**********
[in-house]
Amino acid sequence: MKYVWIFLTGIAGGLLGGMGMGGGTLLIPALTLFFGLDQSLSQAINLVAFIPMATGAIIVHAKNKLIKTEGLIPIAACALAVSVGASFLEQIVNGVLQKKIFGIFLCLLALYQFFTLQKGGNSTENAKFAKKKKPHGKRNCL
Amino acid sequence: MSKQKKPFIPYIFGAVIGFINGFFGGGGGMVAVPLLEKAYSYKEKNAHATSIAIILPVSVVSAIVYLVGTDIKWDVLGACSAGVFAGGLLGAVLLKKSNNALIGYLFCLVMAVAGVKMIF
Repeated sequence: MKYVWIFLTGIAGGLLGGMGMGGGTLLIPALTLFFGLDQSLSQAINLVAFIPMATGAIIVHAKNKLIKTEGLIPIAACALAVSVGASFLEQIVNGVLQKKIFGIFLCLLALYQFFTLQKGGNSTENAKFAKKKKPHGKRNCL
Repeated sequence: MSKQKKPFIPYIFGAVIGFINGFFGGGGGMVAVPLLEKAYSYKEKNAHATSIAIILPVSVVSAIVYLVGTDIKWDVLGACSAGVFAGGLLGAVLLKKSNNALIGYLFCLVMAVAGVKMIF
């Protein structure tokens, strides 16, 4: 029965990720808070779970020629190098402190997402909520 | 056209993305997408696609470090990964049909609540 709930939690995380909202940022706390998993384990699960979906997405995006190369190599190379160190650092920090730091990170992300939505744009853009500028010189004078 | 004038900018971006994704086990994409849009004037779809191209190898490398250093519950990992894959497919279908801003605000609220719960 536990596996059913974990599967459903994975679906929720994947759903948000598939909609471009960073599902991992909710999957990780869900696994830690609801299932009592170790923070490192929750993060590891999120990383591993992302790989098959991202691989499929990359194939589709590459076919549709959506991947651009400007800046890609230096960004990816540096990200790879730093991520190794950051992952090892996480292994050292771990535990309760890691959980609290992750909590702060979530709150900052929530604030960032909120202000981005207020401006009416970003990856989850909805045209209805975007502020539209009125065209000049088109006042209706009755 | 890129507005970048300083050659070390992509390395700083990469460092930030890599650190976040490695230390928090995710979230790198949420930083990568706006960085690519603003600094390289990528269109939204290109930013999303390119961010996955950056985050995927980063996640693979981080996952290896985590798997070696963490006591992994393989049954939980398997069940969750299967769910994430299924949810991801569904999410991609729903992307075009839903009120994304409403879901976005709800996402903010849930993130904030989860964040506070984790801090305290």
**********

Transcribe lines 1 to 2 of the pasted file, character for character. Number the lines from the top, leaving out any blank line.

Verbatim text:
[in-house]
Amino acid sequence: MKYVWIFLTGIAGGLLGGMGMGGGTLLIPALTLFFGLDQSLSQAINLVAFIPMATGAIIVHAKNKLIKTEGLIPIAACALAVSVGASFLEQIVNGVLQKKIFGIFLCLLALYQFFTLQKGGNSTENAKFAKKKKPHGKRNCL